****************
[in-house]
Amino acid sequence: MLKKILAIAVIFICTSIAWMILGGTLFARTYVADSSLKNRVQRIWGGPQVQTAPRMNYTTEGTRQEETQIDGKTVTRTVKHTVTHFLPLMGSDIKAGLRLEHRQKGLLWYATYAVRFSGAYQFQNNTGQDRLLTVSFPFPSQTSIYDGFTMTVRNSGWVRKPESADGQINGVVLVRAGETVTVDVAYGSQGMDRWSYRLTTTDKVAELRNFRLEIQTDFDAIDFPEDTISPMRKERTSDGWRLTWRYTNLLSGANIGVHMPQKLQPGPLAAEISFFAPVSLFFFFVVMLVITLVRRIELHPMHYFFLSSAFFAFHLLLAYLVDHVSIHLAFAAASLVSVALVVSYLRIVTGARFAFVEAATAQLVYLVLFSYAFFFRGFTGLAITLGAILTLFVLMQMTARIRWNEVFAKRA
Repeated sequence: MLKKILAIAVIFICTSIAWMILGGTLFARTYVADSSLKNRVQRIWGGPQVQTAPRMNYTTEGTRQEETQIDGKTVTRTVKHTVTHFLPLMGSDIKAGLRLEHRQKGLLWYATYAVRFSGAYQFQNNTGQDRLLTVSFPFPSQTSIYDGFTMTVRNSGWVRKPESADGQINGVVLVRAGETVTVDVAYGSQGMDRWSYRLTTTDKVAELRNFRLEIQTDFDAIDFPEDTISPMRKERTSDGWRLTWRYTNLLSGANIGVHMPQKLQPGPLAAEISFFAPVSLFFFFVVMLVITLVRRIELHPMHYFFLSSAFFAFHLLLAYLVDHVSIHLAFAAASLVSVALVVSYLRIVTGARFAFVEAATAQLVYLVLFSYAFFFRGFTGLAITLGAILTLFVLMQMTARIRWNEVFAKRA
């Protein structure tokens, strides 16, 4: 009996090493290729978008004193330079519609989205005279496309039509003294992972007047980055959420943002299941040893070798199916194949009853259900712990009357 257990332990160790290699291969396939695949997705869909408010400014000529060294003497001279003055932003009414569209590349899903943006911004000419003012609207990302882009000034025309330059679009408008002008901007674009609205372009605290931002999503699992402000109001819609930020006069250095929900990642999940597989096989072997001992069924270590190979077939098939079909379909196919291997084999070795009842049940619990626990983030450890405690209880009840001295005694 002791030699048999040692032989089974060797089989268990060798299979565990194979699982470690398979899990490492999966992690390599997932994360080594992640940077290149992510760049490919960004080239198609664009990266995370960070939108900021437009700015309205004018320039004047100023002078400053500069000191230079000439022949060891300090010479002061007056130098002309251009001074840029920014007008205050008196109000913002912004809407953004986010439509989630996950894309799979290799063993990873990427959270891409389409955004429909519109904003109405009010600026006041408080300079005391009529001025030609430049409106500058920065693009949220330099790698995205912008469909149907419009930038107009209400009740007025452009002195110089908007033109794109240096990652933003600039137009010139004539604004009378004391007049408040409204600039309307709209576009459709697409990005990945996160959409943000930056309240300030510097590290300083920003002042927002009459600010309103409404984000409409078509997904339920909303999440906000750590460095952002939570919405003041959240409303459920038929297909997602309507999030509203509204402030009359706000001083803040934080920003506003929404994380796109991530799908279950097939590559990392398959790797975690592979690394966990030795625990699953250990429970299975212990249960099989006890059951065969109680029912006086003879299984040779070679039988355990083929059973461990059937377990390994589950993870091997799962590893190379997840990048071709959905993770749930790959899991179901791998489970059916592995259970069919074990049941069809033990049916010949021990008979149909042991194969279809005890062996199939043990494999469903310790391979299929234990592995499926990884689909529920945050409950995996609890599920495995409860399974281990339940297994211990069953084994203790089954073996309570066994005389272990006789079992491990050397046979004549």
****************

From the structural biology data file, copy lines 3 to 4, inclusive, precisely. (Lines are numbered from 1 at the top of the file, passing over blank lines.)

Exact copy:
Repeated sequence: MLKKILAIAVIFICTSIAWMILGGTLFARTYVADSSLKNRVQRIWGGPQVQTAPRMNYTTEGTRQEETQIDGKTVTRTVKHTVTHFLPLMGSDIKAGLRLEHRQKGLLWYATYAVRFSGAYQFQNNTGQDRLLTVSFPFPSQTSIYDGFTMTVRNSGWVRKPESADGQINGVVLVRAGETVTVDVAYGSQGMDRWSYRLTTTDKVAELRNFRLEIQTDFDAIDFPEDTISPMRKERTSDGWRLTWRYTNLLSGANIGVHMPQKLQPGPLAAEISFFAPVSLFFFFVVMLVITLVRRIELHPMHYFFLSSAFFAFHLLLAYLVDHVSIHLAFAAASLVSVALVVSYLRIVTGARFAFVEAATAQLVYLVLFSYAFFFRGFTGLAITLGAILTLFVLMQMTARIRWNEVFAKRA
């Protein structure tokens, strides 16, 4: 009996090493290729978008004193330079519609989205005279496309039509003294992972007047980055959420943002299941040893070798199916194949009853259900712990009357 257990332990160790290699291969396939695949997705869909408010400014000529060294003497001279003055932003009414569209590349899903943006911004000419003012609207990302882009000034025309330059679009408008002008901007674009609205372009605290931002999503699992402000109001819609930020006069250095929900990642999940597989096989072997001992069924270590190979077939098939079909379909196919291997084999070795009842049940619990626990983030450890405690209880009840001295005694 002791030699048999040692032989089974060797089989268990060798299979565990194979699982470690398979899990490492999966992690390599997932994360080594992640940077290149992510760049490919960004080239198609664009990266995370960070939108900021437009700015309205004018320039004047100023002078400053500069000191230079000439022949060891300090010479002061007056130098002309251009001074840029920014007008205050008196109000913002912004809407953004986010439509989630996950894309799979290799063993990873990427959270891409389409955004429909519109904003109405009010600026006041408080300079005391009529001025030609430049409106500058920065693009949220330099790698995205912008469909149907419009930038107009209400009740007025452009002195110089908007033109794109240096990652933003600039137009010139004539604004009378004391007049408040409204600039309307709209576009459709697409990005990945996160959409943000930056309240300030510097590290300083920003002042927002009459600010309103409404984000409409078509997904339920909303999440906000750590460095952002939570919405003041959240409303459920038929297909997602309507999030509203509204402030009359706000001083803040934080920003506003929404994380796109991530799908279950097939590559990392398959790797975690592979690394966990030795625990699953250990429970299975212990249960099989006890059951065969109680029912006086003879299984040779070679039988355990083929059973461990059937377990390994589950993870091997799962590893190379997840990048071709959905993770749930790959899991179901791998489970059916592995259970069919074990049941069809033990049916010949021990008979149909042991194969279809005890062996199939043990494999469903310790391979299929234990592995499926990884689909529920945050409950995996609890599920495995409860399974281990339940297994211990069953084994203790089954073996309570066994005389272990006789079992491990050397046979004549």